“The constitutional crisis of a prime minister serving under indictment now looks like a distinct possibility,” Pfeffer said.
Netanyahu has dominated Israeli politics for a decade, and he remains a daunting figure able to manipulate Israel’s fractured and polarized electoral arena, where his Likud party remains at the top of recent surveys of Israeli voters.
In recent polls, his party has consistently been projected to maintain or improve upon the 30 seats it holds in the Knesset, Israel’s parliament, among up to 10 parties with realistic chances of winning seats.
But Netanyahu’s political supremacy does not reach much beyond a core base of supporters, and his authority was severely tested last month when Defense Minister Avigdor Lieberman abruptly quit the coalition, leaving Netanyahu’s government depending on a single vote to survive.
The opposition reacted swiftly, calling time on Netanyahu’s almost decade-long rule.
Labor Party Chairman Avi Gabbay tweeted: “A prime minister with so many corruption cases around him cannot continue on the job and must resign. Any man driven by a sick obsession with what will be said about him in the media can’t lead the state of Israel.”
Opposition leader Tzipi Livni said, “Netanyahu has to go before he destroys law enforcement bodies to save his own skin.”
In recent days, both Netanyahu and the attorney general’s office have appeared to gird themselves for battle, as each side announced it was reinforcing its team with new experts.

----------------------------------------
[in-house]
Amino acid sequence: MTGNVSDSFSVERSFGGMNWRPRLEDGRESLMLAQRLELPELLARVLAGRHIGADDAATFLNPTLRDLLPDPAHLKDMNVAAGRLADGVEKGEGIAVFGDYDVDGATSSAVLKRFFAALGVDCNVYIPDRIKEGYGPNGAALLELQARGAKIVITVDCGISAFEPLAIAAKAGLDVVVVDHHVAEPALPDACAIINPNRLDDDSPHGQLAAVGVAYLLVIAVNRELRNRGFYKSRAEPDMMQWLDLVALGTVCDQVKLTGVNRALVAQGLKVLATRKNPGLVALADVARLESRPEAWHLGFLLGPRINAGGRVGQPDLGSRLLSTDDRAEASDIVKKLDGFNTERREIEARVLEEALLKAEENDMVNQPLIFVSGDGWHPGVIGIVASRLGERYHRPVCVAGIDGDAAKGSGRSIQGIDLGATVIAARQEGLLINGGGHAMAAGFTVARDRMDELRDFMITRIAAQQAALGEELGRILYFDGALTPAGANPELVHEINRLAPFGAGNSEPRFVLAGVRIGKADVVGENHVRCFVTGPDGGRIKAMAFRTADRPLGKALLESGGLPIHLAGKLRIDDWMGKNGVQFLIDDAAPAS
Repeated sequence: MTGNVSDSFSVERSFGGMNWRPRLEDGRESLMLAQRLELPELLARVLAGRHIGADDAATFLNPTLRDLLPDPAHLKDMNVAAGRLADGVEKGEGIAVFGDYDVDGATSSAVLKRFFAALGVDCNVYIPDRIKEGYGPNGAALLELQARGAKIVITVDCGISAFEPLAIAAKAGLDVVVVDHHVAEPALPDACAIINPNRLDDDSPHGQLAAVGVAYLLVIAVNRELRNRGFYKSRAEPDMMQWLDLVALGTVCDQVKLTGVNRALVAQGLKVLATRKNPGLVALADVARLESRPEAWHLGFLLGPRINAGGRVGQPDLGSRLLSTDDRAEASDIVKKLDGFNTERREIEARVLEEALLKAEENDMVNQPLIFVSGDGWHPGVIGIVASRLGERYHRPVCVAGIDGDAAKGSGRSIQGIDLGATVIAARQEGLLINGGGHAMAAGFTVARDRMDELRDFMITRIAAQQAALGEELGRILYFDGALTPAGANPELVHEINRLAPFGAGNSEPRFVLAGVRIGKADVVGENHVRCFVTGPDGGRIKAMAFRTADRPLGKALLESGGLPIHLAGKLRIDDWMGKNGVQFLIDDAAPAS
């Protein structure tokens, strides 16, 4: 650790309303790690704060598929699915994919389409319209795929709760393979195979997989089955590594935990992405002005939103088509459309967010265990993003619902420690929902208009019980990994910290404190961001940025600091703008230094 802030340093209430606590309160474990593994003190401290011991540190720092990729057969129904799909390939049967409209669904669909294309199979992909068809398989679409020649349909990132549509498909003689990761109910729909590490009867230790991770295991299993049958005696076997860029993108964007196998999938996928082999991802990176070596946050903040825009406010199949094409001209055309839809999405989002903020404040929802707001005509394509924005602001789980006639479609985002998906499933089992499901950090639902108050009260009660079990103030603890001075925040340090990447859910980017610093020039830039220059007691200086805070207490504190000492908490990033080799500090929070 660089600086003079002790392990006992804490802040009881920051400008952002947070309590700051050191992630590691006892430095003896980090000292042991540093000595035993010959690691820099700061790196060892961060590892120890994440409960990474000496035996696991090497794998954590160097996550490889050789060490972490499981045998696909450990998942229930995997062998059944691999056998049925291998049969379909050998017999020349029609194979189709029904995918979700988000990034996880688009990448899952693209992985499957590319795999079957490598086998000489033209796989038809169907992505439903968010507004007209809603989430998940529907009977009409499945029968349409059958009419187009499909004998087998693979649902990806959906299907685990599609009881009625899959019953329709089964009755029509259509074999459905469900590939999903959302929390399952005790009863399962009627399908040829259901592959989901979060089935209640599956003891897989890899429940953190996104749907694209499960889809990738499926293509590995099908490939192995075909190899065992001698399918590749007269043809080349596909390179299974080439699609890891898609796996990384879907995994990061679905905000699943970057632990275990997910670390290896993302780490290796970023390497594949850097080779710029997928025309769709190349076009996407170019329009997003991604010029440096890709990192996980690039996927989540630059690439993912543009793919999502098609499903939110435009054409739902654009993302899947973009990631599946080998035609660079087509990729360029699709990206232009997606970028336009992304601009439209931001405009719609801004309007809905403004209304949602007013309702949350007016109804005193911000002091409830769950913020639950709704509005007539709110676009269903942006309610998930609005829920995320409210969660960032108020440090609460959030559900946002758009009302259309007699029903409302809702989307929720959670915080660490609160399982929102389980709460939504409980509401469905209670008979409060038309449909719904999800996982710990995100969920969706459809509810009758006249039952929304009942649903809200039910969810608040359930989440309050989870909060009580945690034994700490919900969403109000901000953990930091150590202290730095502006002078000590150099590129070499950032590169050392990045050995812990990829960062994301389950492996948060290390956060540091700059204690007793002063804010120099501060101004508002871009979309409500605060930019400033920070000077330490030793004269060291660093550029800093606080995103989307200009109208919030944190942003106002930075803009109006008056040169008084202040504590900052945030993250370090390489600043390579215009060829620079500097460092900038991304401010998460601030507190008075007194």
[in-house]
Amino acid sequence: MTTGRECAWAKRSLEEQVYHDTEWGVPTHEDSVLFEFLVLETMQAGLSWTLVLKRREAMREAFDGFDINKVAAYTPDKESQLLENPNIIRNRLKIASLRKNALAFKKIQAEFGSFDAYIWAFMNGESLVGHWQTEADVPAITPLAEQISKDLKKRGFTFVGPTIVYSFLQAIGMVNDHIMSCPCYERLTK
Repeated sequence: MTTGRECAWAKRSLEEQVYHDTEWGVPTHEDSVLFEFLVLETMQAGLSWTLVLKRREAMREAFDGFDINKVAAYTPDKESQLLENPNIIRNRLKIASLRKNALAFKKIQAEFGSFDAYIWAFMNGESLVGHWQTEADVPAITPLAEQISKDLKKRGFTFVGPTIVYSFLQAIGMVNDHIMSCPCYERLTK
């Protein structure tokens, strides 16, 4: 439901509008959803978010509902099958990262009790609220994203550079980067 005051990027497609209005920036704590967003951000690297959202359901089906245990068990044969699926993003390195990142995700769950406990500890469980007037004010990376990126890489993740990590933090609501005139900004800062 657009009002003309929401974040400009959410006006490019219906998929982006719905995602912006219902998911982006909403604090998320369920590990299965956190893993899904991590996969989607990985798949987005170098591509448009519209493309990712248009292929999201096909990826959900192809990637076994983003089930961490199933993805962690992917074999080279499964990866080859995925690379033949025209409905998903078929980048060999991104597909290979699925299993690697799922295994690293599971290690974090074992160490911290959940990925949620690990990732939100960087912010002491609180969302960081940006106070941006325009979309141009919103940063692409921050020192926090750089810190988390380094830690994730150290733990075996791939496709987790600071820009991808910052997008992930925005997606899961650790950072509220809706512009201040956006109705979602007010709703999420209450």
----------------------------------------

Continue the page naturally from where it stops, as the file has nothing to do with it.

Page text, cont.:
The attorney general added to his team three experts in financial crimes who are expected to act as devil’s advocates in internal deliberations. Netanyahu, whose chief lawyer died last month, added a team of three including a former judge and a defense attorney who previously represented former Prime Minister Ehud Olmert.
Olmert was released from prison last year after serving 16 months out of a 27-month term for corruption.
Netanyahu says the investigations against him constitute “a witch hunt orchestrated by the left-wing media.”
Sara Netanyahu is being tried on fraud and breach of trust charges following accusations that she improperly spent about $100,000 of public funds to pay for celebrity chefs catering private meals that were documented as state events.
With two of the prime minister’s closest aides flipping to provide testimony to police investigators, the Bezeq case could prove particularly difficult for Netanyahu to successfully contest.
Shlomo Filber, the man Netanyahu personally appointed to serve as director general of the communications ministry, is said to have detailed the prime minister’s attempts to overrule regulations in Bezeq’s favor. Nir Hefetz, the Netanyahu family’s longtime spin doctor who was accused of transmitting Netanyahu’s demands to Walla editors, holds years’ worth of personal confidences.
In a recent expose on Israel’s Channel 10 News, Walla editors and journalists detailed pressures they faced to distort coverage in the Netanyahus’ favor, leading the prime minister to counter that “the attempt to turn basic public relations into part of a bribery deal is ridiculous.”
Tarnopolsky is a special correspondent.
2:05 p.m.: This article has been updated throughout with Times reporting and more details on the Bezeq/Walla case and the potential implications for Netanyahu.
This story was originally published at 8 a.m.